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  • Writer's pictureWilliam Rapai

This is no time for a victory lap ... The job's not done.

We wake up from our holiday food coma to celebrate because today is the 50th anniversary of the signing of the Endangered Species Act. And even though we should be out getting some exercise after all that food and drink, we can't take anything more than half a victory lap. Allow us to explain.

If it had not been for the Endangered Species Act, it's unlikely we would not be here today to celebrate the accomplishments of the Kirtland's Warbler Recovery Team. The ESA provided money, personnel and (most importantly) a framework to bring the Kirtland's Warbler back from the brink of extinction. It took a little time for the Recovery Team to figure it out, but once the team started building the habitat the KW wanted, the population responded. The result: The Kirtland's Warbler was removed from the Endangered Species List in October 2019.

But there's a flaw with the Endangered Species Act that simply could not have been anticipated back in 1973: Unless something changes, most species on the Endangered Species List are likely to exist there forever. That's because they rely on human intervention for their very survival. Congress designed the Endangered Species Act to be the equivalent of first aid, not life support. Congress did not anticipate that some species would need ongoing support so they failed to set up a mechanism to support recovered species. One of those recovered species that needs that continuing support is our very own Kirtland's Warbler.

The Kirtland's Warbler Recovery Team is often cited as a model for endangered species recovery, and there's a good reason why: About a decade ago the Recovery Team began to look into the future to anticipate where conservation efforts might go. The warbler's population was looking good and the handwriting was on the wall. The ESA would require delisting. The Kirtland's Warbler would be the first conservation reliant species to be removed from the ESL.

So, how do you deal with a recovered species that still needs help? The first step was to create a framework to shift from a recovery team to a conservation team. Unlike a recovery team, a conservation team is not required by law. Nevertheless, it was created as an acknowledgement that we can't just walk away and let the work of the past 50 years slowly reverse itself.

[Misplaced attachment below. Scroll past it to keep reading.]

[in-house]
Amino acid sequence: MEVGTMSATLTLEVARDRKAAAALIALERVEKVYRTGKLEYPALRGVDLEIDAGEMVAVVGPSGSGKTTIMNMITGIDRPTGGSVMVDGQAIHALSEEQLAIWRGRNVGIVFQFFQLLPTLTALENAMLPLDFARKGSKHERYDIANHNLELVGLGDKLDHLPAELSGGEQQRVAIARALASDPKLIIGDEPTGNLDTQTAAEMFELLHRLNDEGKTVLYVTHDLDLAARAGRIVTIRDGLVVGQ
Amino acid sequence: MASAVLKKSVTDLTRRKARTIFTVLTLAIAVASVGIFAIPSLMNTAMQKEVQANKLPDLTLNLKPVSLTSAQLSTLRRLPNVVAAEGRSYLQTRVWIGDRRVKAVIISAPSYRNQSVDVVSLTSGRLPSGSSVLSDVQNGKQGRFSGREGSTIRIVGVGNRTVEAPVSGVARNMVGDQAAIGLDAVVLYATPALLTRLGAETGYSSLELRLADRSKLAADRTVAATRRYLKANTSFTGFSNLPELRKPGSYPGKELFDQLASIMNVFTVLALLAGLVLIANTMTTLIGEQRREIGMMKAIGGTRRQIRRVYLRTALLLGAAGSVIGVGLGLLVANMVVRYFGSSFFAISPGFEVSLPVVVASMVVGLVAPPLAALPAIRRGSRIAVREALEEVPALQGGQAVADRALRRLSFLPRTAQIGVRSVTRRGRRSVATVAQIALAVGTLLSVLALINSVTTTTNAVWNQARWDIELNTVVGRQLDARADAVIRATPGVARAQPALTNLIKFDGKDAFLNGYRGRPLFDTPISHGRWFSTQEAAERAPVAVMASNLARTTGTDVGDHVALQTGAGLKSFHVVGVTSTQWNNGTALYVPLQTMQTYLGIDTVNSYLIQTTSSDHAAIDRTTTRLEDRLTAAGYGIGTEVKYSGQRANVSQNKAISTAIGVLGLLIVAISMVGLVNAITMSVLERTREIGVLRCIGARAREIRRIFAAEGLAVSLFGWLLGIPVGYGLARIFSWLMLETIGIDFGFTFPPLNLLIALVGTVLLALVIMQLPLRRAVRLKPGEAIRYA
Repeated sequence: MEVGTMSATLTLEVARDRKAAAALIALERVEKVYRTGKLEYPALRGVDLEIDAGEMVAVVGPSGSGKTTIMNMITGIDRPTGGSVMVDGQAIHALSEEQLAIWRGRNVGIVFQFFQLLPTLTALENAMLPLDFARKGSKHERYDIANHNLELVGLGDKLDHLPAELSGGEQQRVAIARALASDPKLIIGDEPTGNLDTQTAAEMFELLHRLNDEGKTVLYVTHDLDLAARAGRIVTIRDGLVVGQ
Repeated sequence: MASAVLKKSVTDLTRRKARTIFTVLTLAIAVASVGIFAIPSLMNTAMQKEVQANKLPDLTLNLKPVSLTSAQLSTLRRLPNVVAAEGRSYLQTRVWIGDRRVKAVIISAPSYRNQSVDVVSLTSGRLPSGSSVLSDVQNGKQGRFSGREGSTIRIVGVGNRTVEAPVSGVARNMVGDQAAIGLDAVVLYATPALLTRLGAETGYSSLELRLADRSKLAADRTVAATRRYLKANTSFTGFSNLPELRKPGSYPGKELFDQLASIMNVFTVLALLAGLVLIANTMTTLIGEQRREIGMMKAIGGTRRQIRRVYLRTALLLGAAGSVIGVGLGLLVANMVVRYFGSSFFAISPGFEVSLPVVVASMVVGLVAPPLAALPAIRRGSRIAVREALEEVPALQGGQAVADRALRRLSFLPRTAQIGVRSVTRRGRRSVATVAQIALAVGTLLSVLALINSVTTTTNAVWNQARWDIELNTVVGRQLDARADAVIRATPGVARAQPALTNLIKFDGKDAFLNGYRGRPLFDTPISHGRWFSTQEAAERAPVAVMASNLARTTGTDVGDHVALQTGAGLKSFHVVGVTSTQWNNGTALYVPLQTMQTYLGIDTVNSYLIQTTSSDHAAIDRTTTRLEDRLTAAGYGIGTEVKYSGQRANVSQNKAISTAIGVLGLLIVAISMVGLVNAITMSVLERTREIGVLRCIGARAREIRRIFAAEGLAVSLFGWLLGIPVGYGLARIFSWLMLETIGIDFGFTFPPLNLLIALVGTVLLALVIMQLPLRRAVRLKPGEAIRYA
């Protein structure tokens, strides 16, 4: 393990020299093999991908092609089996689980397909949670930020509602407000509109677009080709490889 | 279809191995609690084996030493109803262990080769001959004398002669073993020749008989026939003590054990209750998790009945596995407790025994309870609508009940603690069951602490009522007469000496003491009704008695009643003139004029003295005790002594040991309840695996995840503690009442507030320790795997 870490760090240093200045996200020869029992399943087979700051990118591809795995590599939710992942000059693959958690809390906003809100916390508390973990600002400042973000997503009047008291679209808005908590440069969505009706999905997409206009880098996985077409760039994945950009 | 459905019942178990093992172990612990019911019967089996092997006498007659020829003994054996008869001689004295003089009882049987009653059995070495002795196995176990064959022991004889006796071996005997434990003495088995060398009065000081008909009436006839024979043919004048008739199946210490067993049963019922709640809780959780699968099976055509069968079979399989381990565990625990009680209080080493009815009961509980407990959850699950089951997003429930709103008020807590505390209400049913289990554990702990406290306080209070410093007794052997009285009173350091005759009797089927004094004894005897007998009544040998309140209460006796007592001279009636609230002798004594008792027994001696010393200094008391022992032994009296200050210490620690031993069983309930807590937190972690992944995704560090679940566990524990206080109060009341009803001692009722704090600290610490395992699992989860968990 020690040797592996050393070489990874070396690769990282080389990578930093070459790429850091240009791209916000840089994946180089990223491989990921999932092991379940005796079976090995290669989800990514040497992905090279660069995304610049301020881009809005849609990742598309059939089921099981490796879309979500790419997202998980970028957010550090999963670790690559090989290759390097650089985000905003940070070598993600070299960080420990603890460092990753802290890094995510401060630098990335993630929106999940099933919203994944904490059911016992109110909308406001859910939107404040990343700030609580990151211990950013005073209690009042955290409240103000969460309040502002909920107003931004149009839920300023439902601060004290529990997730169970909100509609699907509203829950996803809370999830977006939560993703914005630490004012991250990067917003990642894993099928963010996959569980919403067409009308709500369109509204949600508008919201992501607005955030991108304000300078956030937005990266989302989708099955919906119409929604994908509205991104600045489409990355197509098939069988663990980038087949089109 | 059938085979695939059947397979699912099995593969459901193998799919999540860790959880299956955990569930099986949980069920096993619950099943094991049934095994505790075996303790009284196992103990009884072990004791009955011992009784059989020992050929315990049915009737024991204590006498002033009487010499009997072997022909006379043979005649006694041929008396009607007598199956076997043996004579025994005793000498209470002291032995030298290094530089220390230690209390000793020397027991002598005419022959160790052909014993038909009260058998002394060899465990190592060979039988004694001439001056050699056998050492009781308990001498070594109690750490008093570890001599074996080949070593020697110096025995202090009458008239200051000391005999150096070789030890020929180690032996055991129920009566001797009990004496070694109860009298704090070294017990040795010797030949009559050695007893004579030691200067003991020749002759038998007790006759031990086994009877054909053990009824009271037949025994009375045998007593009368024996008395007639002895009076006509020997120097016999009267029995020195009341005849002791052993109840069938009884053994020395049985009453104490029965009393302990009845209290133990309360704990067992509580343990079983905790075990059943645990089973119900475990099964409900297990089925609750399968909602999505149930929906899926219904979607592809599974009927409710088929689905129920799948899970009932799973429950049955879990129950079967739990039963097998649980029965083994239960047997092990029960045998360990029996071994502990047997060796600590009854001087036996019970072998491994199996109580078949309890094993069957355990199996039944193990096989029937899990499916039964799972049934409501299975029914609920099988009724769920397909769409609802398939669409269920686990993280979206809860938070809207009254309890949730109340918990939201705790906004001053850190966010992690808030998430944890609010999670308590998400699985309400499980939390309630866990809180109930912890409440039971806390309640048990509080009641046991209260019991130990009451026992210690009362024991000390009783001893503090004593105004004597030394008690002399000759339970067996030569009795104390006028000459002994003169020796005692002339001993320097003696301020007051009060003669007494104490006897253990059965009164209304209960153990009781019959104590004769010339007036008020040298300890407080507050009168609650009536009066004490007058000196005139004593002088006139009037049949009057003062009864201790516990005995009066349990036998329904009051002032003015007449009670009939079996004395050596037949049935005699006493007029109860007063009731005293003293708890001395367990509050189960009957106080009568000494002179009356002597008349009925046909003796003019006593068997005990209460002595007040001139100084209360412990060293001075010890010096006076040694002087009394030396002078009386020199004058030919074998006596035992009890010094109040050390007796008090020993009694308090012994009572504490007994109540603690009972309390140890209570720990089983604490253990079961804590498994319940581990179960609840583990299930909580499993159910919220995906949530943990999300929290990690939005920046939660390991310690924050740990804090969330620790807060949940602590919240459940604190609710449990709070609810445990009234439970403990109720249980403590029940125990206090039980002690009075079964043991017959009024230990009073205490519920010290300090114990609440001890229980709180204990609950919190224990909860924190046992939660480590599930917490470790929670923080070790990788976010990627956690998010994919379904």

If you've been reading these essays for a while, you know the jack pine ecosystem is fire dependent. Everything that exists in the ecosystem is built to either burn or recover from fire. Unfortunately, there are too many people and too much property for us to allow fire to run across the landscape. So it remains the responsibility of us humans to harvest mature trees 100 acres or more at a time and replant those areas with young jack pine trees, in a specific pattern that mimics the randomness of fire, in order to create acceptable habitat.

So here we sit, 50 years later. The Kirtland's Warbler is no longer considered an endangered species but its future is still far from secure. The sense of urgency was reduced with delisting, and we're starting to see the result. The state and federal agencies responsible for KW conservation have shifted their focus away from the KW, which has allowed the number of new acres planted for the KW to decline. We are now to the point where we are nearly 10,000 acres below habitat goals.

Based on recent developments, it's clear that the agencies know they have created a problem for themselves and are working hard to find solutions. But they don't have a magic wand, which means it's going to take a decade or more to build enough acres to meet their goals. As a result, we can anticipate the KW's population to experience a significant dip in the 2025 census.

So, here we are today with a whole new set of issues. The Kirtland's Warbler Recovery Team was blessed with people who were talented and blessed with equal parts determination and vision. Their work brought us to this point, but now it's up to the Conservation Team, which we are part of, to face a new set of challenges that will take us into the next 50 years.

Half a lap. The job's not done.

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